A lot seems to be up in the air about Twitter right now. In a previous blog, we discussed the amount of users who have deactivated since Elon Musk took the reins on October 27, 2022. Many marketers are looking for alternatives to the social media platform that was once their most common social media hub. Still, others prefer the experience that only Twitter can provide and seem to be sticking around. For those users and others, the question seems to be, “Where is Twitter going in 2023?”
Let’s take a look.
Twitter Verified accounts was a program launched in 2009, when notable public figures began to face blowback from unauthorized accounts pretending to be them. The program allowed notable figures with enough of a following to verify themselves and receive a checkmark beside their name. This showed any followers that theirs was the official account.
When Musk took over Twitter, he expressed that he believed this created a culture of “check marked elite” and offered an alternative: a Twitter Blue subscription. This subscription would cost $8/mo and allow anyone to have a blue checkmark beside their name. Many celebrities and verified accounts expressed their objection to this plan, as it defeated the purpose of the original Verified plan and that it required payment for something that was once free.
The issue became even more polarizing when it became apparent that Musk personally paid for subscriptions of a few Twitter users — apparently without their consent. LeBron James and Stephen King both made it publicly known that they had not paid for Twitter Blue, and yet their accounts remained verified. William Shatner was another celebrity who was given a free Twitter Blue account.
For many brands, this new system of verification is a growing concern. It means that someone else could create a Twitter account impersonating them and making false claims, and indeed this has already happened with Eli Lilly. The insulin brand was impersonated by a fake account with a blue checkmark who claimed “Insulin is free now.” Still, for smaller brands just starting out, a Twitter Blue subscription may lend some credibility to their page, as well as more priority visibility on other feeds.
In 2023, Twitter is still going strong. In fact, in the month that Musk took over Twitter at the end of 2022, roughly 125,000 Twitter downloads occurred in the US alone — 42% higher compared to the year before. However, experts are expecting that number to fall in the next few years. In fact, some have posited that the rise in users was due to a passing curiosity in the new Twitter, which will fade and lead to a significant drop in users by 2024. Twitter is expected to lose the most users from the United States.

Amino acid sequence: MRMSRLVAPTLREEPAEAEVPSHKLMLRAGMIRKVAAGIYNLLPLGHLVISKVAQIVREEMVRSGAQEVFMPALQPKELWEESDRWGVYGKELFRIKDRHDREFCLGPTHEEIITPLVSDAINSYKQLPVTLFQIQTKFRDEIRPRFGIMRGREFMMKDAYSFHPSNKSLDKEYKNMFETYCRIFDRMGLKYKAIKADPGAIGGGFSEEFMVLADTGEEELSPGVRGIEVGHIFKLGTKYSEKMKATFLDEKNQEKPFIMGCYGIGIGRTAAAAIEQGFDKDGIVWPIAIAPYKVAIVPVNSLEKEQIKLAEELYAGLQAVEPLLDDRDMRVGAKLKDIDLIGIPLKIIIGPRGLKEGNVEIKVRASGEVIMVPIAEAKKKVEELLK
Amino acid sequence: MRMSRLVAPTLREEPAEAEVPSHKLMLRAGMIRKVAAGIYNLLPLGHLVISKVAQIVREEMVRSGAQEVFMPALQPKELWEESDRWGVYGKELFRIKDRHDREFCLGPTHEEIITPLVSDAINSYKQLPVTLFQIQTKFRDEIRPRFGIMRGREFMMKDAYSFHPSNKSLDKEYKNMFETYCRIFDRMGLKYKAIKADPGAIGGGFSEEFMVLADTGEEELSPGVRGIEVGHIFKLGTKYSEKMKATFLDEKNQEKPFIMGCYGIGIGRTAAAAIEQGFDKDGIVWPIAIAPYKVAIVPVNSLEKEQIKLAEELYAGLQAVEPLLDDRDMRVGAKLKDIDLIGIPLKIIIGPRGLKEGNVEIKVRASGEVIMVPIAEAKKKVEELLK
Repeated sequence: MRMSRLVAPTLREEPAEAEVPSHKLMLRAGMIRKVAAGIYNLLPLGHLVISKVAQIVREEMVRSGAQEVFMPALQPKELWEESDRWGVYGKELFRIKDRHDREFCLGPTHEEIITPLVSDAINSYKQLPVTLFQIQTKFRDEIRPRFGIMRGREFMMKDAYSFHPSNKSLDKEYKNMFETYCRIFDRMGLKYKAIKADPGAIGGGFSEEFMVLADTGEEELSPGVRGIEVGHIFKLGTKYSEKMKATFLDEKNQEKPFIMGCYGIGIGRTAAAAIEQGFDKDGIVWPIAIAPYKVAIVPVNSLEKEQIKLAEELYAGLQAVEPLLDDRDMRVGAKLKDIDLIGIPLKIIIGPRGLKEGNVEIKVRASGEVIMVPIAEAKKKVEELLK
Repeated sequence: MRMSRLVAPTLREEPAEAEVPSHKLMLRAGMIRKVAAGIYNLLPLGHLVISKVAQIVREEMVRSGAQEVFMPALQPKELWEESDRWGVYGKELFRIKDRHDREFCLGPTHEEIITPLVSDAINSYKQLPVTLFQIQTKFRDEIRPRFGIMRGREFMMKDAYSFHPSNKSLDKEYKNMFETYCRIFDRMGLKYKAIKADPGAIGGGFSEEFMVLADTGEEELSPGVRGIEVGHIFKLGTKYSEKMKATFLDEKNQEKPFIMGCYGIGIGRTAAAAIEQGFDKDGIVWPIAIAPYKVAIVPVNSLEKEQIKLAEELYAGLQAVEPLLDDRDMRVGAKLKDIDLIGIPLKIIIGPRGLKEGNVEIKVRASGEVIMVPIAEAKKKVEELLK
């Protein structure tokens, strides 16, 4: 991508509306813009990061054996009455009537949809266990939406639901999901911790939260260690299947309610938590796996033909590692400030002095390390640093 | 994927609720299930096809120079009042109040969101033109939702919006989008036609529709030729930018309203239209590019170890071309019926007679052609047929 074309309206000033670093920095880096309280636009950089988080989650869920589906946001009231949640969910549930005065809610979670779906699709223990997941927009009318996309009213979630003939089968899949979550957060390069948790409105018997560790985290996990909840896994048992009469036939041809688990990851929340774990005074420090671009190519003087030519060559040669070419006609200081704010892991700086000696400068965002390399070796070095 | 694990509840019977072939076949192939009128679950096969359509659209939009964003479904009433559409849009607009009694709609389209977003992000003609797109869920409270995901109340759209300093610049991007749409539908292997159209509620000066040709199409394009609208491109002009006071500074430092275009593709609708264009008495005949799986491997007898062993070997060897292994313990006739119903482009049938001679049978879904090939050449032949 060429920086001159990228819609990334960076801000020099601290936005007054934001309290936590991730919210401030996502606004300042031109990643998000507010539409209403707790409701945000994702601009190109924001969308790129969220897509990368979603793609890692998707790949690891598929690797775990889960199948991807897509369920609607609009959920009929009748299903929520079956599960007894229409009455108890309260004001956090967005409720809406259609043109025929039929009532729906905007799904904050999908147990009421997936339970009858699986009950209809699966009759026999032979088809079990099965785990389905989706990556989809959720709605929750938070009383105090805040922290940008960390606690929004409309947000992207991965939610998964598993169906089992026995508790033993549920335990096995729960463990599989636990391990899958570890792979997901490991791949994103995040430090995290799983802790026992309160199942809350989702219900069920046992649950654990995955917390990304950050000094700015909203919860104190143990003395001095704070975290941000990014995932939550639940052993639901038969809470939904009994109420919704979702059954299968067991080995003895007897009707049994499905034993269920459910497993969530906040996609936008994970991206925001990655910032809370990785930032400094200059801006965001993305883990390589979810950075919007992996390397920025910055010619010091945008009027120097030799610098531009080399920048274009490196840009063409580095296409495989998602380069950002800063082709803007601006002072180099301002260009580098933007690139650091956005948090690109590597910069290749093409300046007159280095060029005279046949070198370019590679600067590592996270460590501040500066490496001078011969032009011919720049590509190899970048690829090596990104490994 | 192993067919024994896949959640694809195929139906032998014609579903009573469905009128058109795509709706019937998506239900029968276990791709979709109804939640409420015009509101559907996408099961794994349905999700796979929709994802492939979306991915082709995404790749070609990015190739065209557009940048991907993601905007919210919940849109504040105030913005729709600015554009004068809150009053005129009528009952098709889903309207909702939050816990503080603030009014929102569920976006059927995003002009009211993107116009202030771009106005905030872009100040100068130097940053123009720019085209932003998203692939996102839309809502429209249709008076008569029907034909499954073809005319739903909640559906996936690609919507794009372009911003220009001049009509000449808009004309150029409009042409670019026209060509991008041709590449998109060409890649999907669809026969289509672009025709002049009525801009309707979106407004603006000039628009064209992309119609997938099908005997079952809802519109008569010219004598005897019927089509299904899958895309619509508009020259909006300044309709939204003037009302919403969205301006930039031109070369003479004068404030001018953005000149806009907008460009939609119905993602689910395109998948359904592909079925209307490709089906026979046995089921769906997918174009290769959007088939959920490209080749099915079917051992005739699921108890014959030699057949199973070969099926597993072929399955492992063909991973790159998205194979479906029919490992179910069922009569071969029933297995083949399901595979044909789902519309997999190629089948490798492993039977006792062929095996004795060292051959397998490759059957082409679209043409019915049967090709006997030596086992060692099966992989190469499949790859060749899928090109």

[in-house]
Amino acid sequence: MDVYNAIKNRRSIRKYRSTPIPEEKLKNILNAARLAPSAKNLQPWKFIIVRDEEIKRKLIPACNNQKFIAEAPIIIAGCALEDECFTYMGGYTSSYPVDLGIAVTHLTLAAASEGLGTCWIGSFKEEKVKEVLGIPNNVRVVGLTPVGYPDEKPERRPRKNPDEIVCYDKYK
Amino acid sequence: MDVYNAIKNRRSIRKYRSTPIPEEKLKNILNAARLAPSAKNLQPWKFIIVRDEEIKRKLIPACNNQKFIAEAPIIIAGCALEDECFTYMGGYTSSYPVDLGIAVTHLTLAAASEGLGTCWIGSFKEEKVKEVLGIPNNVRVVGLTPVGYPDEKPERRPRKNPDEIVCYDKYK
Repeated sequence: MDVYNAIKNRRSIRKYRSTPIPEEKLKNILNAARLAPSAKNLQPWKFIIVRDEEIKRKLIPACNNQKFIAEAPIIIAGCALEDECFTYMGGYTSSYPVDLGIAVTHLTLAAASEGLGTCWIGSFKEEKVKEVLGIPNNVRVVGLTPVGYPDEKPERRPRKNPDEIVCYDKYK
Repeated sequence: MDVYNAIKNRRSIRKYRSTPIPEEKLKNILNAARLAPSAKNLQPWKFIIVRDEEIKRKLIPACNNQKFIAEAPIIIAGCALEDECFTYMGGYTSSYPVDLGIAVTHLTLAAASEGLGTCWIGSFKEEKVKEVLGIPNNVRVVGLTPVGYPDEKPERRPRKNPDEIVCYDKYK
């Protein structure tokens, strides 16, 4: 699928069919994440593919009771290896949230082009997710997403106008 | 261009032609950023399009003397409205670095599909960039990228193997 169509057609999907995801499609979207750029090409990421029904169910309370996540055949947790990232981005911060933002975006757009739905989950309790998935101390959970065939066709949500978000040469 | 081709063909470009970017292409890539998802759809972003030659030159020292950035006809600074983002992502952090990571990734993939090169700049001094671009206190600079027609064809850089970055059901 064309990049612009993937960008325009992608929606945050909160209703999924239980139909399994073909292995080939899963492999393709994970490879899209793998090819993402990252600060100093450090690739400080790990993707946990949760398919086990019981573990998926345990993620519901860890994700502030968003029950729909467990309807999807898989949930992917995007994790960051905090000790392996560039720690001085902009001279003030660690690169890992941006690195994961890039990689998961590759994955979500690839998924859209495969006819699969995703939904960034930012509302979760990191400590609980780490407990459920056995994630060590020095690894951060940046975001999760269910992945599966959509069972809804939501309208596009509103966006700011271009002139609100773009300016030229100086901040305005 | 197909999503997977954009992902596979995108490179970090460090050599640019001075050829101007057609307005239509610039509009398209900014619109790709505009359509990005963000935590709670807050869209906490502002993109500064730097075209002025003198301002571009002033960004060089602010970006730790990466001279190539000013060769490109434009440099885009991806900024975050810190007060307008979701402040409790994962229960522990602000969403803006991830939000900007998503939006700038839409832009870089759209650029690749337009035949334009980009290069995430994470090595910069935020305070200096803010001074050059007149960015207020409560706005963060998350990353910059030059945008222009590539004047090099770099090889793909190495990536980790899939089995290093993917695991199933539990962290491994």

Twitter currently has two feed options: “for you” and “following.” “For you,” the default option, compiles a collection of recommended tweets from both in-network sources (accounts you follow) and out-of-network sources (accounts you don’t follow). This can be a boon for marketers in terms of getting more visibility amongst their target audience.
The “For You” feed begins with in-network sources, and then pulls from out-of-network sources that the user is most likely to engage with. They may be based on other Tweets that the user has engaged with, or users they’ve agreed with in the past. From there, Twitter’s algorithm ranks the tweets to see what will show up first. According to Twitter user Peter Yang, the breakdown of elements that can boost a tweet’s ranking include (in order of relevance):
- Twitter Blue
- “Trusted circle”
- Images and videos
Meanwhile, posting a link or image without any text or getting a significant amount of mutes, blocks, or reports is more likely to demote the tweet among the ranking.
While the user base may be going up, more and more of Twitter’s top 100 advertisers have been pulling out of Twitter’s ad promotion program. General Motors, Jeep, and Coca Cola are a few corporate giants that removed their ads after Elon Musk took over Twitter. Most of these brands have jumped ship to other social media platforms such as Instagram and Tiktok.
The main reasons for doing so seem to be a lack of verification — leading to potential for spam accounts impersonating their brands — and changes in content moderation. Notably, Twitter has seen an increase in hate speech since Musk has taken over leadership. There are still plenty of big brands advertising on Twitter, but that may change in the next few years.